On the corner of Prinseneiland, you can find a small corner dedicated to rest. This public garden gives you the opportunity to take a break from the weekly walk and even jump in the water, if the weather allows you to. A good place for a small picnic and enjoy the summer, with a beautiful view on the islands and on of the other landmarks: the drieharingen brug.
Highlight E: Drieharingen Brug
Between Prinseneiland and Realeneiland we find one of the classic, double, Dutch drawbridges. By hanging onto one of the steel chains, which are hanging on both sides of the bridge under the counter weights, you were able to open this double drawbridge. The opening and closing of such bridges was a common job among children. They would play and hangout around the bridge all day, and hang on the chains to open the bridges everytime a boat wanted to pass. After letting the boat through they would hold out a stick with a little bucket dangling from its end and ask (rather: ?fish?) for money.
Highlight F: Public Garden
This little corner of the Realeneiland contains a small public garden. Often covered with flowers, this garden offers a little bit of rest and nature to the residents of this island. The garden is the perfect place to meet members of the community or, if you did not have a break yet, to rest a bit during your weekly walk.
Highlight G: Gouden Reaal
On the corner canal house you can see the symbol of an old Spanish coin, the gold real. This plague on the facade was placed by the Reael family in the 17th century and made such a good impression that the whole island was named after the coin, in the 20th century.
This street contains thirteen captain?s houses in a row, of which each contains a fascinating plaque on its facade. At the moment the Gouden Reaal contains a French restaurant, by the Lowel family. The family owns a few restaurants and they make their own wine. Slurp slurp.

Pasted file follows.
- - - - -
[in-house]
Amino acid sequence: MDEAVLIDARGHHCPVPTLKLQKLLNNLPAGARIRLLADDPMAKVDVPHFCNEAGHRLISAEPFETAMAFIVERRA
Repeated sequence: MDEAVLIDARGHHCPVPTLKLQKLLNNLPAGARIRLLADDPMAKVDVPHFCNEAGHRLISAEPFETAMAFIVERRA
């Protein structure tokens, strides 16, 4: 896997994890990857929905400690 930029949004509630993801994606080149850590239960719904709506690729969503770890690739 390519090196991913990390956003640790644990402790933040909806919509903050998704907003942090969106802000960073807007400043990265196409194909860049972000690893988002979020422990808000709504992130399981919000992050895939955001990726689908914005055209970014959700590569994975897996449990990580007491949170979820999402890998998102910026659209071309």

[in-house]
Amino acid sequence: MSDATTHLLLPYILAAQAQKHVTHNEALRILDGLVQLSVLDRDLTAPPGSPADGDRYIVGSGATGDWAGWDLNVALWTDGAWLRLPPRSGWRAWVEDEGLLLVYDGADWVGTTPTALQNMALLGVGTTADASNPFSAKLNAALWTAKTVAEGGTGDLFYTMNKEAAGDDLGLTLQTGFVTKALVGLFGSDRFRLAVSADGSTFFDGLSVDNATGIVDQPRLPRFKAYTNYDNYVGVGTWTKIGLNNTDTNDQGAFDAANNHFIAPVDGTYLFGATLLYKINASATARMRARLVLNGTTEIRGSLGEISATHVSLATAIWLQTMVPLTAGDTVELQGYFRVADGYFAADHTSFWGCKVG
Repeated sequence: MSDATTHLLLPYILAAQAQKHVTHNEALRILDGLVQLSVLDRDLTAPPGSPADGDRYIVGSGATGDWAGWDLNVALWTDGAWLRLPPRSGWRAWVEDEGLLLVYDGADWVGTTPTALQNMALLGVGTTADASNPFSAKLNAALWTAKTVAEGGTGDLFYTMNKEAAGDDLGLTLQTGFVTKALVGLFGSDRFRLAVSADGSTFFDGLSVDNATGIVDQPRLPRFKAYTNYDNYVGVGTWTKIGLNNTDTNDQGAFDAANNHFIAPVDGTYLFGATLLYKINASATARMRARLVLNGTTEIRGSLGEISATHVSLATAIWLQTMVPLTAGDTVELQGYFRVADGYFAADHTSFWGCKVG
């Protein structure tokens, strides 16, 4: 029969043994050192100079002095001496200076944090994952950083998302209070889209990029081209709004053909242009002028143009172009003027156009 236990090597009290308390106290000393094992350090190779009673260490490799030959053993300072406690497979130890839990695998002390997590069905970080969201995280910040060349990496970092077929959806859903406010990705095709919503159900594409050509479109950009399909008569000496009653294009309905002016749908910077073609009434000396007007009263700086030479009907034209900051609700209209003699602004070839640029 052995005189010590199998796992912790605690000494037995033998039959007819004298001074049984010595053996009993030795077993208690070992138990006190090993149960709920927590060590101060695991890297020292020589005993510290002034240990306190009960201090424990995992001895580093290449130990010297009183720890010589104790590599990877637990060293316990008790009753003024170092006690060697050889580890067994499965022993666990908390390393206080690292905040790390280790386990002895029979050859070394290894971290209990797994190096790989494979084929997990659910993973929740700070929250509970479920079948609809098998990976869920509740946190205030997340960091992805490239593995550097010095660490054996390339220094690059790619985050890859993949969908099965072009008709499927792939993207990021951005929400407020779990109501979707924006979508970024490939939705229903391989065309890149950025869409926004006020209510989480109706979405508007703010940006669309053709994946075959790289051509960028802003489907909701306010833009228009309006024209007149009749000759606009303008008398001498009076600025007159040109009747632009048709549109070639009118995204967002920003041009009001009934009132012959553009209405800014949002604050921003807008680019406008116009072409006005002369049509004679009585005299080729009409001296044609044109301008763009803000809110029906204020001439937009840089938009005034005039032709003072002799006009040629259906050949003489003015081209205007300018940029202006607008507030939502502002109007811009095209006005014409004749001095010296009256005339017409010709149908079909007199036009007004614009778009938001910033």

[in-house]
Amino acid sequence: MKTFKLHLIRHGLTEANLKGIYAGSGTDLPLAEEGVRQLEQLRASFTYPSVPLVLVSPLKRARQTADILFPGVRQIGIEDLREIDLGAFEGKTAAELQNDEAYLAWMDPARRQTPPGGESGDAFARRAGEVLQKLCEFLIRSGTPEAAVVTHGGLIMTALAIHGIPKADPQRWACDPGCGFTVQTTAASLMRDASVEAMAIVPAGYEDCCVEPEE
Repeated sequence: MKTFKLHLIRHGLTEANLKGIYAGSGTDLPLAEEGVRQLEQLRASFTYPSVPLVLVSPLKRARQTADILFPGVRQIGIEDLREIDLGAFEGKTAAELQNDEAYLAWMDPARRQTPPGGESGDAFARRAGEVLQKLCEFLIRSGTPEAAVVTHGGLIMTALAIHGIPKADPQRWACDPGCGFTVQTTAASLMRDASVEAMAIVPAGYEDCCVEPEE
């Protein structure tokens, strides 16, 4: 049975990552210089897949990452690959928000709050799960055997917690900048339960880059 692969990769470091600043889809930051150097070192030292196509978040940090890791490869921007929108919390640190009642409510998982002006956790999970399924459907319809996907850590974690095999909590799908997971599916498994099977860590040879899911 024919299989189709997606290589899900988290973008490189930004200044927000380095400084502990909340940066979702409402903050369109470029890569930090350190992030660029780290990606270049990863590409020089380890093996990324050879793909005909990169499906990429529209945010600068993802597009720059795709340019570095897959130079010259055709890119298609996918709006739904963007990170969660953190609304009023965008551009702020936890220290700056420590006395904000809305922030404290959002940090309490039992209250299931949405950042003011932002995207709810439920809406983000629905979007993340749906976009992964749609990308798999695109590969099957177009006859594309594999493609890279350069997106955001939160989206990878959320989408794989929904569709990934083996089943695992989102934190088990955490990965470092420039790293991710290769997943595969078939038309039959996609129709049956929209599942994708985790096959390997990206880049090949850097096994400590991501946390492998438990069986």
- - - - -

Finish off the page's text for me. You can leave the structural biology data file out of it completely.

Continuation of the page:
Highlight H: Silodam
Silodam is a breakwater, which was placed in the 19th century. Along the 300 meter breakwater you can find two former grain silos (the grey and brown buildings). The breakwater was constructed to protect the Houthavens (Woodharbor) to the west of Silodam. The two grain silo buildings remained unused during a big part of the 20th century, but were occupied bysquatters in the ?80s. They organized some amazing parties there, and the silos gained an important role in the Amsterdam Dance scene. Right before the turn of the millennium the silos had been transformed into residential houses. They include social and private housing. The modern building at the end of Silodam is supposed to resemble a container ship. Each color layer holds another apartment.
Highlight I: Haarlemmerpoort (Haarlem Gate)
It was common in Amsterdam to have different gates and different roads that directly led to cities around Amsterdam. The Haarlemmerpoort, together with the Haarlemmerstraat, led you directly to Haarlem. The Haarlemmerpoort has been replaced four times since the first gate in the 14th century, due to the expansion of the city or the disparity of the previous gates conditions. The current gate is actually called Willemspoort, after a former Dutch king, Willem II. The gate was finished right before his coronation and so the king was able to enter the city through his own gate, in 1840. Yet, there are only few who know this gate to be named the Willemspoort.